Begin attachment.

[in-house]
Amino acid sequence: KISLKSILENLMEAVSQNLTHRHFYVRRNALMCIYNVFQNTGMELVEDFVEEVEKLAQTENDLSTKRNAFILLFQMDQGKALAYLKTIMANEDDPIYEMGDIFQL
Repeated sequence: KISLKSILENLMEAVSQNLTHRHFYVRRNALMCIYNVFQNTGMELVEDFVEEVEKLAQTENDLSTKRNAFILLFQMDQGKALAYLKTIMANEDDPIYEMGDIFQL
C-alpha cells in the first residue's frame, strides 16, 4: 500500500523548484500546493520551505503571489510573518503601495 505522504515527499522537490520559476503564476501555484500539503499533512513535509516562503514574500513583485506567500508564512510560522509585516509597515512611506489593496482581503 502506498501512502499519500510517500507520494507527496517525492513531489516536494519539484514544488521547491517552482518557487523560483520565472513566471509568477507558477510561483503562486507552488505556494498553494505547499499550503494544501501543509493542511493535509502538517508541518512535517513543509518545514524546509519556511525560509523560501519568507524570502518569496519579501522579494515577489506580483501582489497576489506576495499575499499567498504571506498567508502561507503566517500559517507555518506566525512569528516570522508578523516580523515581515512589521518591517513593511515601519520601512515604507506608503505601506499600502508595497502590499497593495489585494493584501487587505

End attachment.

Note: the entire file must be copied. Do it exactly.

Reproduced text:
[in-house]
Amino acid sequence: KISLKSILENLMEAVSQNLTHRHFYVRRNALMCIYNVFQNTGMELVEDFVEEVEKLAQTENDLSTKRNAFILLFQMDQGKALAYLKTIMANEDDPIYEMGDIFQL
Repeated sequence: KISLKSILENLMEAVSQNLTHRHFYVRRNALMCIYNVFQNTGMELVEDFVEEVEKLAQTENDLSTKRNAFILLFQMDQGKALAYLKTIMANEDDPIYEMGDIFQL
C-alpha cells in the first residue's frame, strides 16, 4: 500500500523548484500546493520551505503571489510573518503601495 505522504515527499522537490520559476503564476501555484500539503499533512513535509516562503514574500513583485506567500508564512510560522509585516509597515512611506489593496482581503 502506498501512502499519500510517500507520494507527496517525492513531489516536494519539484514544488521547491517552482518557487523560483520565472513566471509568477507558477510561483503562486507552488505556494498553494505547499499550503494544501501543509493542511493535509502538517508541518512535517513543509518545514524546509519556511525560509523560501519568507524570502518569496519579501522579494515577489506580483501582489497576489506576495499575499499567498504571506498567508502561507503566517500559517507555518506566525512569528516570522508578523516580523515581515512589521518591517513593511515601519520601512515604507506608503505601506499600502508595497502590499497593495489585494493584501487587505